by Steven Hopstaken and Melissa Prusi
Flame Tree Press
*** Review copy received through NetGalley in exchange for an honest review ***
Description: Years before either becomes a literary legend, Bram Stoker and Oscar Wilde must overcome their disdain for one another to battle the Black Bishop, a mysterious madman wielding supernatural forces to bend the British Empire to his will. With the help of a European vampire expert, a spirited actress and an American businessman, our heroes fight werewolves, vampires and the chains of Victorian morality. The action will take them to dark forests in Ireland, through the upper-class London theater world and culminates in an exciting showdown at Stonehenge, where Bram and Oscar must stop a vampire cult from opening the gates of Hell. FLAME TREE PRESS is the new fiction imprint of Flame Tree Publishing. Launched in 2018 the list brings together brilliant new authors and the more established; the award winners, and exciting, original voices.
Review: With the title alone, it is suggested that not only will this book involve Bram Stoker somehow, but also possibly Oscar Wilde, or quite possibly, Dorian Gray as a character. After being thoroughly intrigued by Dacre Stoker and J.D. Barker’s collaboration from October 2018, entitled Dracul, it has been interesting to see the newest trend in fiction, of casting authors like Bram Stoker and Oscar Wilde as characters. I’m a sucker for most historical fiction, especially if it’s from the eras I like, and I’m a particular fan of Victorian stories, so right off the bat, when the authors started things off with a White Worm Society Archivist’s Note, I felt a good buzz going, signalling that this would be my kind of read. What I wasn’t expecting was how hilarious and entertaining this book turned out to be, which was a nice surprise. I needed to read something light-hearted after such serious fare that started this year off for me, and this novel was a delightful page-turner.
We learn that it has taken many years of investigations to catalogue and put all of this archival material together, and how this society came upon the items in its collection. I loved their notes about punctuation. That was a nice touch, and I appreciated the little digressions they added about history, such as the length of Wilde’s letters.
Things proceed in an epistolary manner with a letter from Oscar Wilde to Florence Balcombe from 1876. I found the Victorian style to be fun to follow. In the letter, Wilde discusses a dinner party that happened with Captain Richard Burton in Dublin. I actually burst out laughing when the letter mentioned that one of Wilde’s older brothers, Willie, attended, and brought along “one of his most tiresome friends, Bram Stoker.”
As it turns out, Burton states that vampires are real, he’s killed them, and he’s now hunting werewolves at the request of the Queen, including a recent killing in Greystones. The main characters form a rag-tag band to investigate the murder of a girl, supposedly by a werewolf. We then get our glimpse into Bram Stoker’s point of view from his journals. Stoker, as it turns out, does not think that a werewolf killed the barmaid. He thinks that it’s just a rabid dog. Adding even more entertainment to the section is that Stoker and Wilde seem to hate each other, with Stoker finding Wilde pretentious and annoying. On a more serious note, Stoker also reveals he has been suffering a fit and it has been many years since he’s experienced one, so he’s worried. He thinks he’s having hallucinations and losing his grip over his sanity.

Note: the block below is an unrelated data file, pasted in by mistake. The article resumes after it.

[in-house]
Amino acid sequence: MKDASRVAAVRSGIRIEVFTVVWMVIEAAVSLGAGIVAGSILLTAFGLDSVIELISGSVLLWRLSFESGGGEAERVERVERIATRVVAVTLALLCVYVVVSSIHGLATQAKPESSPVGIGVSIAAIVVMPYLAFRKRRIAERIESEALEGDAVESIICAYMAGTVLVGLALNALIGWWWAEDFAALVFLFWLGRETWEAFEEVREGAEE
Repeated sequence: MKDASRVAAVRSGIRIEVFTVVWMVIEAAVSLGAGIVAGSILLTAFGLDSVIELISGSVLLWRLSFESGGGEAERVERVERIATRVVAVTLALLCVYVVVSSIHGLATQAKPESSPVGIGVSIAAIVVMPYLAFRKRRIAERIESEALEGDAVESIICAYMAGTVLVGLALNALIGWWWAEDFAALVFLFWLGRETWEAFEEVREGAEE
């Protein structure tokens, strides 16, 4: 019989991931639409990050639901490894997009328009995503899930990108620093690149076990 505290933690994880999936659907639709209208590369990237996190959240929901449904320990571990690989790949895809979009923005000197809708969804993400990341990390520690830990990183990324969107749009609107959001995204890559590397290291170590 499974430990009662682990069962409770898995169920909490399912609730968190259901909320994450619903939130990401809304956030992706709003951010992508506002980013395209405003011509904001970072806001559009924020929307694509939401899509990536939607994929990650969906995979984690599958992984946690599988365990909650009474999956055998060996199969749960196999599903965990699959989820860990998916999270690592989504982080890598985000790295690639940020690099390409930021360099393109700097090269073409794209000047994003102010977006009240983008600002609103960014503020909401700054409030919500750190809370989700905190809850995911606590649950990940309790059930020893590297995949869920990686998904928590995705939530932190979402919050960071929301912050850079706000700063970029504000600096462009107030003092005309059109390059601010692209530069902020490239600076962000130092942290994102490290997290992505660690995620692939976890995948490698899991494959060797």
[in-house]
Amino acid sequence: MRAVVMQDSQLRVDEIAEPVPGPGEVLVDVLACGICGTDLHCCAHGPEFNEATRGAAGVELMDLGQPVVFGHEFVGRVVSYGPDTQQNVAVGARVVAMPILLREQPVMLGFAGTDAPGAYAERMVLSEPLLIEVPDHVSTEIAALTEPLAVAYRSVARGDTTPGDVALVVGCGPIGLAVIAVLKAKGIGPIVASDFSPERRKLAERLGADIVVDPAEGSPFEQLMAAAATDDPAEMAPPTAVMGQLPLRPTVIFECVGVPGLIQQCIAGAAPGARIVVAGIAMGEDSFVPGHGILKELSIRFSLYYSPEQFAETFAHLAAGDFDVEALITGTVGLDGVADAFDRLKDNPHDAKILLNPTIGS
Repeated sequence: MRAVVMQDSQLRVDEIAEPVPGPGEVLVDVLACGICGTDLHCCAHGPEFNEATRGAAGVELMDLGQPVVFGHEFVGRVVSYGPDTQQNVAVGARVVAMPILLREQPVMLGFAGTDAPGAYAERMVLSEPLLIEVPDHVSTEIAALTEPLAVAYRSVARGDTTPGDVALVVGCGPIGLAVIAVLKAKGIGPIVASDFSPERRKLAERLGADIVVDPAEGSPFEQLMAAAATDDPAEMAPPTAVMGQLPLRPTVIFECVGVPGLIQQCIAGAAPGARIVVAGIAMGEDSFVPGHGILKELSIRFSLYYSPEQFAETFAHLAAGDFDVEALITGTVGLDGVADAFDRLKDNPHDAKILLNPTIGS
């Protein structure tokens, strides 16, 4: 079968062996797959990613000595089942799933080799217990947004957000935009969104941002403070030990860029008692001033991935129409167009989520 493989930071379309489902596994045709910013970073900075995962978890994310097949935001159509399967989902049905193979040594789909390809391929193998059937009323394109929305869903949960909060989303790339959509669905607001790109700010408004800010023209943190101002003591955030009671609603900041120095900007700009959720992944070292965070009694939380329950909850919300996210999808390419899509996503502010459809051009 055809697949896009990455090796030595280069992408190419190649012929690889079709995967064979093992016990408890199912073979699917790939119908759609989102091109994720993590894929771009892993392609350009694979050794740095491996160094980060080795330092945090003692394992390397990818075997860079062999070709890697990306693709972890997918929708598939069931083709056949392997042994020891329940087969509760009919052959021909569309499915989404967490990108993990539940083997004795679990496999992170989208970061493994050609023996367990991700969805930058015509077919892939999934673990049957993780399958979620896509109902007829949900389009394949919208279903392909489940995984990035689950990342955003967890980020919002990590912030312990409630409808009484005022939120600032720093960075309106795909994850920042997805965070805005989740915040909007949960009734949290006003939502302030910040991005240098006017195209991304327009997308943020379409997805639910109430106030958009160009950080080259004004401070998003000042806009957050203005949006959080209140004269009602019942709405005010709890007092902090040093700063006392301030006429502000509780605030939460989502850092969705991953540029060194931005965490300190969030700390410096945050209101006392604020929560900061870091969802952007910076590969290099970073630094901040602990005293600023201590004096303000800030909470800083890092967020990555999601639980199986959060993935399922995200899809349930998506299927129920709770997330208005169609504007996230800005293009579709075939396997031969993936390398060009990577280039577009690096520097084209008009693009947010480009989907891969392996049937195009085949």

The action in the novel is excellent. A reader might assume that because of the epistolary format that this might be boring, or long-winded from a pacing point of view, but it’s written with modern readers in mind, while remaining authentic to its Victorian roots, and so I found it to be a fantastic blend of old and new, and rip-roaringly good fun.
The novel also goes into Florence Balcombe and how her relationship develops with both Oscar Wilde and then Bram Stoker. The novel sticks mostly closely to historical events within the context of the fantastical insertions, such as that Bram Stoker is worried he himself may be a werewolf. At first, he writes reviews of plays for the Dublin Mail newspaper until he then gets hired to work at a theatre.
There are some shifty characters on the scene, including Count Ruthven, a mysterious figure known as the Black Bishop, and an actor, Irving, that make this book more interesting the more it continues. On a more personal level, Stoker isn’t happy that Florence is marrying Oscar Wilde, especially as Oscar’s interests lie elsewhere, but he insists he’s only got a platonic thing for Florence although that’s not the case. Eventually, Stoker fesses up, marries Florence, and takes a job at the Lyceum theatre in London.
Adding to our cast is an actress, Ellen, who is friends with Oscar Wilde. He tells her to be wary of Stoker because of their intense discord, but he’s also moving to London soon. The novel fills in some creative details for why Stoker has the gift of Second Sight, and the action/adventure feel of investigating mysteries and secrets makes this an excellent page-turner. At some points, the plot does slow down and plod along, and there were a few scenes I felt could be omitted, but for the most part, I loved reading this novel and felt it was excellent.
Tensions strain between Stoker and Florence while heating up between himself and Ellen, more secret identities are revealed, people turn out not to be who we thought all along, and there are some very interesting spins on the common lore along the way. The climactic scenes are also hugely entertaining.
To sum up, this novel is a very entertaining and highly enjoyable romp through the Victorian era, especially for readers who like a more light-hearted take on some of literature’s favourite authors cast as dynamic characters.